Troubleshooting Maple Moulder Tear-Out

Too-dry lumber, dull knives, complicated grain patterns, or other maintenance and operational issues could be causing this tear-out problem with Maple wood. February 25, 2009

I am running maple moulding for the first time on my W&H. I am getting huge tearouts on the boards. I thought maybe it was blade sharpness so I sent my blades in to get sharpened. When I got them back I had the same problem. I have a variable speed unit and have been running about 8-10 ft/sec. I just installed a multi pass upgrade. I am doing moulding with the same profile in yellow poplar and haven't had any problems with that.

The guys at W&H said they have never seen anything like it and that maybe I put the multi pass unit on wrong. I guess I could check that seeing it wasn't me that put it in. The one piece I sent in to the guy at W&H said it looked like it had been run backward.

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Forum Responses
(Architectural Woodworking Forum)
From contributor D:
Every once in a while I have some tearout problems with maple in my W&H. Taking light passes can help, but feeding so the knives are cutting with the grain usually gets good results. If the maple has grain that swirls or reverses you might want to select boards with straighter grain.

From contributor T:

I had a customer once who got some wood which was too dry. He had the same problems while cutting maple raised panels. He changed wood suppliers and had little or no problems from then on.

From contributor J:
I have to agree with the last person that posted. It sounds like the wood is too dry. I also know that although W/H doesnít recommend multi passes but I find that itís absolutely necessary in most situations especially with figured wood or wood that will have a tendency to "switch back" in grain, like maple or birch. Often times I will take my molding rips from the outside edges of wider stock in order to select the more stable, straighter grain stock.

From the original questioner:

Thanks for all of the suggestions. I already try to determine the best way to run each piece. That really helps a lot. And as for multiple passes I always run several passes. I never would have blamed the wood but I can get a moisture meter and find out. There is a noise when I run this stock that I have never heard before. It is like a plucking of the grain. The speed on most of the machines goes from 0-20 ft/sec. I am on the second pass now and am running 8 ft/sec. This pass it much better but still some problems.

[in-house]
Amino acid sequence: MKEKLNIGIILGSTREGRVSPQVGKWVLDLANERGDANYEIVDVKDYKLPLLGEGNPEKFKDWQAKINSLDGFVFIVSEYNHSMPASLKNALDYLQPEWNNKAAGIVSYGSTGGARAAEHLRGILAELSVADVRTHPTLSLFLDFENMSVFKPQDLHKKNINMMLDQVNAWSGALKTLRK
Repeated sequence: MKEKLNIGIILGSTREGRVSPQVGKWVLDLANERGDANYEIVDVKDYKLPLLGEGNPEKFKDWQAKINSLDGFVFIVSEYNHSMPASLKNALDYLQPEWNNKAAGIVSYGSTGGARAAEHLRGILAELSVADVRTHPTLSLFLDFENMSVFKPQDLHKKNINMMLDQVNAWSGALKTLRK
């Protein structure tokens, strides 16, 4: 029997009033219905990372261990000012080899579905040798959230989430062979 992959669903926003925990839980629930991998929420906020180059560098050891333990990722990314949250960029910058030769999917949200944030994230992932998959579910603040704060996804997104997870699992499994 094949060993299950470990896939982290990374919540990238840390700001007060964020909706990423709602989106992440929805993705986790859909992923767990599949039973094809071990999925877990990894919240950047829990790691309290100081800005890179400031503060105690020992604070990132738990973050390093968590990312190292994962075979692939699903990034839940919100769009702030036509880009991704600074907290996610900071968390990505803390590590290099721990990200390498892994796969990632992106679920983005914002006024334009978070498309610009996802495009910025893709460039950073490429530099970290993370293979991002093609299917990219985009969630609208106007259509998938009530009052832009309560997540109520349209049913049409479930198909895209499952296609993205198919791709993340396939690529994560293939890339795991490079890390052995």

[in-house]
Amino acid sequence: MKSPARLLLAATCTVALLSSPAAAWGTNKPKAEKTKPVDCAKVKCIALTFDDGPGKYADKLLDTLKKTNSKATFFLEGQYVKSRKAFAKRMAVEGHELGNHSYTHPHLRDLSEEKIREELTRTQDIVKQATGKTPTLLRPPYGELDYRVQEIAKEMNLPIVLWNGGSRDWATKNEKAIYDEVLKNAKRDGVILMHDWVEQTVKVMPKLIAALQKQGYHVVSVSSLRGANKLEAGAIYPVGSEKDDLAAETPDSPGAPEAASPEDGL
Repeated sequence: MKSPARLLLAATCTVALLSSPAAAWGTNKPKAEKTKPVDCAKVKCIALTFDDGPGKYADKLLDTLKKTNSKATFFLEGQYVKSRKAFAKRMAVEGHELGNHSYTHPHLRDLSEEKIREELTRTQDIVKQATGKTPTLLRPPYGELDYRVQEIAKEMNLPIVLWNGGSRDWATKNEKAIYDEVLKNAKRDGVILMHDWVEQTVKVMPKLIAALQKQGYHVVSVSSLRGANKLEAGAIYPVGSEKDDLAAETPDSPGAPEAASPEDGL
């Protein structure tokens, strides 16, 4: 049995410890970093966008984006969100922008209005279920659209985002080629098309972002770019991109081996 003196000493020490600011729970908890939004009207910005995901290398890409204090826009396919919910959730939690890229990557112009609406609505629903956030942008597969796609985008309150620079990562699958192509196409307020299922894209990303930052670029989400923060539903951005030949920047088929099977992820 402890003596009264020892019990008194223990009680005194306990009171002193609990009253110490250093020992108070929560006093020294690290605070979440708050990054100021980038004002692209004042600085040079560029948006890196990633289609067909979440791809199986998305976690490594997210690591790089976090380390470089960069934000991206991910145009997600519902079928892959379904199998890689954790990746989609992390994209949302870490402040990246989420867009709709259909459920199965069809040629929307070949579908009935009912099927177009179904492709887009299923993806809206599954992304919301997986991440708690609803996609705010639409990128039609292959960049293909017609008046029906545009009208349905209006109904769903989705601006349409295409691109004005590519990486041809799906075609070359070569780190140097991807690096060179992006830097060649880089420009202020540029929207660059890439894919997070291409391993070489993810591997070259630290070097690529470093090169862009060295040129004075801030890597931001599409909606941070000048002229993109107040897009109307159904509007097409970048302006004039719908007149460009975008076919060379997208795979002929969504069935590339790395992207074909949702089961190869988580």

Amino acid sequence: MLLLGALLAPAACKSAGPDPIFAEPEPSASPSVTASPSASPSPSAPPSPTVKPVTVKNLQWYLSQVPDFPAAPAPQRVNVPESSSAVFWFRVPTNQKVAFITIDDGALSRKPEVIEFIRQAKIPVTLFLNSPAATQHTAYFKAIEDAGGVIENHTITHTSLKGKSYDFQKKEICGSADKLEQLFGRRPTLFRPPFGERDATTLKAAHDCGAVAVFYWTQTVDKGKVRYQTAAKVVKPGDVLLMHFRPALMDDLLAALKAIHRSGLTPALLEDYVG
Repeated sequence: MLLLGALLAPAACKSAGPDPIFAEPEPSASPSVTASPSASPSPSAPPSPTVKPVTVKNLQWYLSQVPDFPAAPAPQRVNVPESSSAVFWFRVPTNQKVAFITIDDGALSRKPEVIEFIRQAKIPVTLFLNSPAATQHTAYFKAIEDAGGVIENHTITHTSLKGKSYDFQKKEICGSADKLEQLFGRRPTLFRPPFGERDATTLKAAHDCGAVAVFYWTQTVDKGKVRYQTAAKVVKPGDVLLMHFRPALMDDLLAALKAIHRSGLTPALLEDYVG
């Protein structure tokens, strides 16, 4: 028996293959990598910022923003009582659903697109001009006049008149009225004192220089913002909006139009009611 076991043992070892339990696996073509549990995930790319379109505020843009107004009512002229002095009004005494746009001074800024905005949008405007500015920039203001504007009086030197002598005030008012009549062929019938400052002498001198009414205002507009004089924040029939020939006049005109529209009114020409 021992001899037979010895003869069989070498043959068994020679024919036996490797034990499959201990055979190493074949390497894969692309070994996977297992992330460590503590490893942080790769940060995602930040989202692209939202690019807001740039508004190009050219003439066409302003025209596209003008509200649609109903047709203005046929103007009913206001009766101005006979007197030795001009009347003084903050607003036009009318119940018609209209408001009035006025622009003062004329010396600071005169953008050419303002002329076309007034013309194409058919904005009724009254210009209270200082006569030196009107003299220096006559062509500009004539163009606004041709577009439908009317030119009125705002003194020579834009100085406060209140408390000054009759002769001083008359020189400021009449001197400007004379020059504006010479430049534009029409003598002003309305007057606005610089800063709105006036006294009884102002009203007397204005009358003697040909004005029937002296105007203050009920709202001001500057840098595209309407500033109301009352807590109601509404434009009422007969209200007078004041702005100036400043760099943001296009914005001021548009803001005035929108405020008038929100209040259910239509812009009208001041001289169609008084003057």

From contributor J:
Not to sound like a know it all but Iím pretty sure that the w/h machine isnít capable of running at speeds of more than 20 lineal feet per minute. 20 lineal feet per minute with a two knife machine would look like you milled lumber with a bulldozer track. The dimensional lumber companies that produce 2x stock for framing etc. are capable of this speed but they have helical or 16-20 knife cutterheads that spin at 7500 rpm's.

Kiln dried native hardwoods and pine have an explosive tendency when they are too dry (6-8 % relative MC) this MC is established not to create a more stable product, but to hold glue for the furniture and panel industries. Wood that is kiln dried and conditioned properly has the least movement. Too dry and it will break like glass. Optimum MC for native hardwood like maple or birch would be between 9-12% . I've milled 6 million b/f of lumber in many different applications including the w/h machines. Donít be fooled by the woodworking publications that tell us wood must be 6-8 MC. Leave a rip outside overnight (not in the rain) but let it pick up the dew and run that piece and see if you have a better result.

From contributor A:
Another thing to look at is the actual shape of the profile itself and the hold down situation. You got a short flat as the only hold down on the outfeed side and then a long chamfered area that may be "flopping around" while being cut causing tearout. Normally I think youíd be okay with this profile but if youíre having trouble then putting a stiff feather board or some other hold down on the thin outside edge might help a good bit.

Also another trick is that if youíre good with a honing stone, you can make your finish grind less steep by making a small heel on your knives. Itís probably not a good idea to try unless youíre very comfortable with honing stones. W&H come standard with a 23* cutting hook. For maple, most guys recommend 12* cutting. There's not a lot you can do about it but thatís why some woods have more trouble on the W&H (like maple).